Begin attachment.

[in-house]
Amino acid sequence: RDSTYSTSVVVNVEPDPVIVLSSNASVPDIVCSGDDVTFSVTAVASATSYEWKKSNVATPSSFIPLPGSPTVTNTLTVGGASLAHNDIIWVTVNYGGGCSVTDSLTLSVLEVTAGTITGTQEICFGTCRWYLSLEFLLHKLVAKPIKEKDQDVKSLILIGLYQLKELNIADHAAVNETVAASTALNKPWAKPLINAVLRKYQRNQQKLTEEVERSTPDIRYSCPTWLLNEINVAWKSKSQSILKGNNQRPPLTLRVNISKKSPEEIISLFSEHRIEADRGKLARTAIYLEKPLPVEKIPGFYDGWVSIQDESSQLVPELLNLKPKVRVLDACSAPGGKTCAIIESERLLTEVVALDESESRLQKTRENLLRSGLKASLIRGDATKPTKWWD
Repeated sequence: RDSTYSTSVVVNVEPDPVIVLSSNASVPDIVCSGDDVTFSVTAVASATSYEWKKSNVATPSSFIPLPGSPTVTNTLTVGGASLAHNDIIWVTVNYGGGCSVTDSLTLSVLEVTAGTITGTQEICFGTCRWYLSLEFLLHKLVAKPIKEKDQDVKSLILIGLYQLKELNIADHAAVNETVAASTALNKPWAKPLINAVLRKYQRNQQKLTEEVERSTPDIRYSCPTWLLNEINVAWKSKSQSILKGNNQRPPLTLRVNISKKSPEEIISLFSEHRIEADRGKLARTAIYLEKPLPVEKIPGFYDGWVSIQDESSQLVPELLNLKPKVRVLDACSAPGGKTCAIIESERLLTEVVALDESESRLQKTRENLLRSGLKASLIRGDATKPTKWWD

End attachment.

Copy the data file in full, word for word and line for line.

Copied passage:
[in-house]
Amino acid sequence: RDSTYSTSVVVNVEPDPVIVLSSNASVPDIVCSGDDVTFSVTAVASATSYEWKKSNVATPSSFIPLPGSPTVTNTLTVGGASLAHNDIIWVTVNYGGGCSVTDSLTLSVLEVTAGTITGTQEICFGTCRWYLSLEFLLHKLVAKPIKEKDQDVKSLILIGLYQLKELNIADHAAVNETVAASTALNKPWAKPLINAVLRKYQRNQQKLTEEVERSTPDIRYSCPTWLLNEINVAWKSKSQSILKGNNQRPPLTLRVNISKKSPEEIISLFSEHRIEADRGKLARTAIYLEKPLPVEKIPGFYDGWVSIQDESSQLVPELLNLKPKVRVLDACSAPGGKTCAIIESERLLTEVVALDESESRLQKTRENLLRSGLKASLIRGDATKPTKWWD
Repeated sequence: RDSTYSTSVVVNVEPDPVIVLSSNASVPDIVCSGDDVTFSVTAVASATSYEWKKSNVATPSSFIPLPGSPTVTNTLTVGGASLAHNDIIWVTVNYGGGCSVTDSLTLSVLEVTAGTITGTQEICFGTCRWYLSLEFLLHKLVAKPIKEKDQDVKSLILIGLYQLKELNIADHAAVNETVAASTALNKPWAKPLINAVLRKYQRNQQKLTEEVERSTPDIRYSCPTWLLNEINVAWKSKSQSILKGNNQRPPLTLRVNISKKSPEEIISLFSEHRIEADRGKLARTAIYLEKPLPVEKIPGFYDGWVSIQDESSQLVPELLNLKPKVRVLDACSAPGGKTCAIIESERLLTEVVALDESESRLQKTRENLLRSGLKASLIRGDATKPTKWWD